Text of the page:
FDA granted breakthrough device designation to BioVentrix's heart failure technology, the company said Tuesday.
The device is designed to improve cardiac function after a heart attack by excluding scar tissue on the left ventricle.
BioVentrix is enrolling 120 subjects in a clinical trial to gather data to support a filing to bring the product to market in the U.S.
Surgical ventricular reconstruction is performed in some patients to repair damage caused by heart attacks. By reshaping the heart to counter scarring related to the heart attack, the heart's pumping ability and chest pain symptoms may improve.
But the procedure is a major undertaking. Surgeons place the patient on a heart lung machine and open up their heart.
San Ramon, California-based BioVentrix wants to provide a minimally invasive alternative to the established procedure. The new approach is enabled by the Revivent TC Transcatheter Ventricular Enhancement System, a technology that closes off the damaged part of the left ventricle, thereby reducing the volume of the chamber and otherwise remodeling it in ways associated with improved health outcomes.
European authorities granted a CE mark to Revivent in 2016. European physicians have subsequently published a series of papers on the safety and effectiveness of the device and the minimally invasive procedure it enables.
In August, physicians published two-year data on 89 patients treated with Revivent in the Journal of Cardiac Failure. The study linked the device to statistically significant improvements in the volume of blood pumped out of the left ventricle, a quality of life measure and the distance patients can walk in six minutes. Almost 90% of patients survived past two years.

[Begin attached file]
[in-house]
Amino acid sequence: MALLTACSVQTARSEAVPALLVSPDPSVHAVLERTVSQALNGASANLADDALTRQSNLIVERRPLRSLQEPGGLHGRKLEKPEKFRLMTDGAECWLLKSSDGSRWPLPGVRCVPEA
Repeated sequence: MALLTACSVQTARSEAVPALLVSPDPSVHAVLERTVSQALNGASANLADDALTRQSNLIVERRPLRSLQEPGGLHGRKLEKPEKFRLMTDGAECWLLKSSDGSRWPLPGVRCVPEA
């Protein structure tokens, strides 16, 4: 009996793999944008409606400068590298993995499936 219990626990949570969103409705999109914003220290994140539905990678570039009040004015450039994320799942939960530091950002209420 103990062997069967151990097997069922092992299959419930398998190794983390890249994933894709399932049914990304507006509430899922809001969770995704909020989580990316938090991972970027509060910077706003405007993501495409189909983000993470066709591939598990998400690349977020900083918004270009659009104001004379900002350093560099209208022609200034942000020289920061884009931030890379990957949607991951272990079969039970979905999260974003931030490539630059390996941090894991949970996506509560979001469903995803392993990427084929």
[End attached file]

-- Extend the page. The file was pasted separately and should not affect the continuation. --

The physicians said the minimally invasive procedure results in "comparable efficacy to conventional surgical ventricular reconstruction," although the trial lacked a control arm to enable a direct comparison.
BioVentrix is working to generate more evidence to support marketing of Revivent in the U.S. The company designed a 120-subject study comparing Revivent to guideline-directed medical therapy for heart failure, underway at 20 U.S. sites.
The breakthrough designation could help BioVentrix work toward its goal of FDA authorization by enabling it to receive additional input from the agency and an expedited review. Recent changes to the program mean BioVentrix is also in line to benefit from a revised CMS reimbursement process.